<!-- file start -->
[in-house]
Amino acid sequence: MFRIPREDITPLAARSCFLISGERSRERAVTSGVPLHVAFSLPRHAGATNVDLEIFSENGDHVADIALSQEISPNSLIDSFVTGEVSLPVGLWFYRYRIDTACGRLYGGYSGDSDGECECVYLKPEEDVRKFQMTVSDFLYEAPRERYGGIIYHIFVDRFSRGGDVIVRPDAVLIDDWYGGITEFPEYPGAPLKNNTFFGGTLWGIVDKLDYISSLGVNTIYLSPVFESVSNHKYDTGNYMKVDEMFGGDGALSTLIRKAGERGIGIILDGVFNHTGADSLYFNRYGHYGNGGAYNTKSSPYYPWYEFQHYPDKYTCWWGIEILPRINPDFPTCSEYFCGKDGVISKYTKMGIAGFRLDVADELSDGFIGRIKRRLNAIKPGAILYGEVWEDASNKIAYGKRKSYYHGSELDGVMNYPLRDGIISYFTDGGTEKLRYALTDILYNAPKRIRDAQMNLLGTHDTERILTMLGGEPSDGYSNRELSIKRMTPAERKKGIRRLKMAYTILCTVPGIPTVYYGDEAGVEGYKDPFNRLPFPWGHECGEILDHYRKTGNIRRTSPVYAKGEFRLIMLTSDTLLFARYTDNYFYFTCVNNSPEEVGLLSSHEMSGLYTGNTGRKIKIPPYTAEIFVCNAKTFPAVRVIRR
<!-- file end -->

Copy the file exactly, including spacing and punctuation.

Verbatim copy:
[in-house]
Amino acid sequence: MFRIPREDITPLAARSCFLISGERSRERAVTSGVPLHVAFSLPRHAGATNVDLEIFSENGDHVADIALSQEISPNSLIDSFVTGEVSLPVGLWFYRYRIDTACGRLYGGYSGDSDGECECVYLKPEEDVRKFQMTVSDFLYEAPRERYGGIIYHIFVDRFSRGGDVIVRPDAVLIDDWYGGITEFPEYPGAPLKNNTFFGGTLWGIVDKLDYISSLGVNTIYLSPVFESVSNHKYDTGNYMKVDEMFGGDGALSTLIRKAGERGIGIILDGVFNHTGADSLYFNRYGHYGNGGAYNTKSSPYYPWYEFQHYPDKYTCWWGIEILPRINPDFPTCSEYFCGKDGVISKYTKMGIAGFRLDVADELSDGFIGRIKRRLNAIKPGAILYGEVWEDASNKIAYGKRKSYYHGSELDGVMNYPLRDGIISYFTDGGTEKLRYALTDILYNAPKRIRDAQMNLLGTHDTERILTMLGGEPSDGYSNRELSIKRMTPAERKKGIRRLKMAYTILCTVPGIPTVYYGDEAGVEGYKDPFNRLPFPWGHECGEILDHYRKTGNIRRTSPVYAKGEFRLIMLTSDTLLFARYTDNYFYFTCVNNSPEEVGLLSSHEMSGLYTGNTGRKIKIPPYTAEIFVCNAKTFPAVRVIRR